According to a recent Quarterly Report on Fire and Water Damage, there were 437,878 parties thrown in the continental United States over Memorial Day weekend. One such party took place in Lincoln, Nebraska, in a multiplex at the corner of A and 13th Street. At approximately 10:15 PM, a burning cigarette landed in a pool of kerosene in the basement. Within fifteen minutes the entire party was consumed by fire.

All across this land of ours there are people throwing parties. Beer flows from kegs, highballs poured at the bar. Car keys are thrown in glass bowls. Music flows from the stereo: jazz, calypso, blue grass or rock-and-roll. Someone always goes into the pool. Others soon follow, their clothes tossed in piles. At the pool table, small fortunes are wagered on a single game of 8 ball. There is usually an equal distribution of men and women. Such a party is by all accounts a success. According to the report, approximately 1 in 3,000 of these parties will be consumed by fire.

The best laid plans of men are frequently the blueprints for single family houses. The construction begins with excavation and the pouring of the foundation. After the house is framed, floor and ceiling joists are installed, walls are put up, concealing pipe and wiring. Over the dirt is laid a fresh green lawn. Hedges and trees are planted, statuary raised in the flower beds. A family moves in and parks its cars in the garage. In the control group, 50,000 of these houses will be constructed in the coming year, for 50,000 families. In the coming year, 16 of these houses will be consumed by fire.

The most congenial place that one can imagine for a picnic is the bank of a river on a summer day. Over Memorial Day weekend, there were 27,261 picnics held on the banks of rivers. One, held on the shore of a river that winds through the mountains of Idaho, and on which there were 97 picnics along a 10 mile stretch, was washed away by a flood after a dam burst, submerging the entire valley, and 96 other outdoor parties, under 60 million metric tons of water. Another, held on the bank of a narrow, slow moving river in Iowa farm country, consisted of two dozen hamburgers, three dozen hot dogs, two cases each of Budweiser and Pabst Blue Ribbon, and a half-rack of MGD. The river was running higher than normal, forcing the picnic up closer to the adjacent field. The farmer who owned the land burned his fields every other year. This was such a year. The smoke wafted over, mingling with the smell of charred meat from the smoldering barbecue pit. By 3:15 PM, the entire picnic was consumed by fire. Consistent with the numbers projected in the report, 273 of these outdoor parties were destroyed by water, or suffered severe water damage. 2,365 more were consumed by fire.

On the eve of the new year, cars lined the winding drive as music blared from the house perched high on the cliffs above. By 11:15 PM three-quarters of the guests had arrived to celebrate over 2000 years of modern living. Champagne corks popped at the stroke of midnight. The guests exchanged New Years kisses. Some stayed in the basement and played pool, only coming up for box wine. The sound of noise makers drowned out the television. The chips-and-dip, the Cheetos, the nachos, overflowed from glass bowls. By the stroke of midnight, 96.9% of the guests had arrived. By 12:25, 23% of those in attendance had left and gone home. At 12:45 the entire party was washed away by a tidal wave.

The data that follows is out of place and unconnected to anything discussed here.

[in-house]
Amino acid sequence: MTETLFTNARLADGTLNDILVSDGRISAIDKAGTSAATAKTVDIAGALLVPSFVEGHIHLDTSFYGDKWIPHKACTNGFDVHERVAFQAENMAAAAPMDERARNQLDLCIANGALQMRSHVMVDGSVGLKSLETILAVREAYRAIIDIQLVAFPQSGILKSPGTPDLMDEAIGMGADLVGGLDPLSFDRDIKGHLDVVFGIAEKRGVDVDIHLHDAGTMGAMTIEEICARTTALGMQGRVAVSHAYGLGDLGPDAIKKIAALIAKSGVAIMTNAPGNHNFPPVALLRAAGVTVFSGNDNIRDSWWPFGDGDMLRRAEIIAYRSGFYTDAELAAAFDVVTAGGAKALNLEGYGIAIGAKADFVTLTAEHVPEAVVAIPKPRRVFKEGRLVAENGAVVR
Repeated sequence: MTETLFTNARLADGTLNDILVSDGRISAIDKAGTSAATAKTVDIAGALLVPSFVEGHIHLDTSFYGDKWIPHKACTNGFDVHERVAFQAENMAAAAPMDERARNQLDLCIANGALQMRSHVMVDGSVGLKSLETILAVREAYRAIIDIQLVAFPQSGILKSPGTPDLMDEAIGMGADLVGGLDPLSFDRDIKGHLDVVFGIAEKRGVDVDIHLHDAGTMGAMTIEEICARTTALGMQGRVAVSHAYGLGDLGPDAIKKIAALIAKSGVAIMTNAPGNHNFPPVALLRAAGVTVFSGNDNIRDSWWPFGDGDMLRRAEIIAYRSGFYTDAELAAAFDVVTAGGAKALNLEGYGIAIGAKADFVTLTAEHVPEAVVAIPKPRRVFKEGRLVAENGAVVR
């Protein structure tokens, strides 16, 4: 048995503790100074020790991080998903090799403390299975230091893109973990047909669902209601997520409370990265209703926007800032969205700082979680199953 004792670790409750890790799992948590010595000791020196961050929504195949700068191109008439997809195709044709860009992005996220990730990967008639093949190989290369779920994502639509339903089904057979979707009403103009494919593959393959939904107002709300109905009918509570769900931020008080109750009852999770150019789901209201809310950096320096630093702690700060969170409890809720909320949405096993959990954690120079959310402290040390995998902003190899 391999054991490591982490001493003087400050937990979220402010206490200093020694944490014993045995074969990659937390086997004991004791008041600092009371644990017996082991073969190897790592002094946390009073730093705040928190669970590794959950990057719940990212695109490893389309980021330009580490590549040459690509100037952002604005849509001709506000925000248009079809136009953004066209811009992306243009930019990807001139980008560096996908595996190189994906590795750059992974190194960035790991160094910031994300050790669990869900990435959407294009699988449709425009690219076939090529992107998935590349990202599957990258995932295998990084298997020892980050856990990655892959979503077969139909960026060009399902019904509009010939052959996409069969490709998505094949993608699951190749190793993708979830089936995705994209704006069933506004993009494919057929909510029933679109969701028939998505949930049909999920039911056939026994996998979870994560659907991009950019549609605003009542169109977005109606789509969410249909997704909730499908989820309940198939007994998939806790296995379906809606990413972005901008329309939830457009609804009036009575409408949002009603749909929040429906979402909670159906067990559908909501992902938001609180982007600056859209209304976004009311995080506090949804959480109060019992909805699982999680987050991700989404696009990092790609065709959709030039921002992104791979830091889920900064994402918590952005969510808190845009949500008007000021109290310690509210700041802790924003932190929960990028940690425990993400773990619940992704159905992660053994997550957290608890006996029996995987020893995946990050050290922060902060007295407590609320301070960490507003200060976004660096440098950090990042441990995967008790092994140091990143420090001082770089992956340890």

The party in Oklahoma began as many do, with the sending out of invitations. At one point, things started to get so hot that the festivities spilled over into several other trailers nearby. The stereo was set up outside, next to the spit. Lawn furniture flanked the cooler. The chorus of opened beer cans sent up a frosty spray into the dry Oklahoma dusk. The music carried out over the plains, along with the smell of sizzling meat. A man in a tank top massaged his tattoo. Another man in shorts bared his stomach to the setting sun, as a woman in cut-offs juggled a cell phone and a baby. The pork and beans flowed like wine. From out of the south a thunderhead appeared like an anvil in the darkening sky. Mistaking the sudden dip in atmospheric pressure for a brief lull, many in attendance were delighted to witness a surprisingly quick return to form before the party, and most of the community, were swept away by a tornado.

Last year, over 1,500 parties were destroyed by tornadoes. More than 3,500 were destroyed by hurricanes and unclassified super-winds. The details of these events will appear in a subsequent report on damage by air. The Quarterly Report on Fire and Water Damage is a catalogue and a caution. The case histories included here from our records are a testament to the remoteness and improbability of damage by fire and water, but are also a demonstration of its inevitability: 1 in 3,000, 13 in 2,368, 8 in 64,421, X out of all tomorrow’s parties will be consumed by fire, your next party, or one just like it. The Quarterly Report is a statement of the limits of environmental catastrophe, a catalogue of human negligence, and the statistical realization of catastrophic death.


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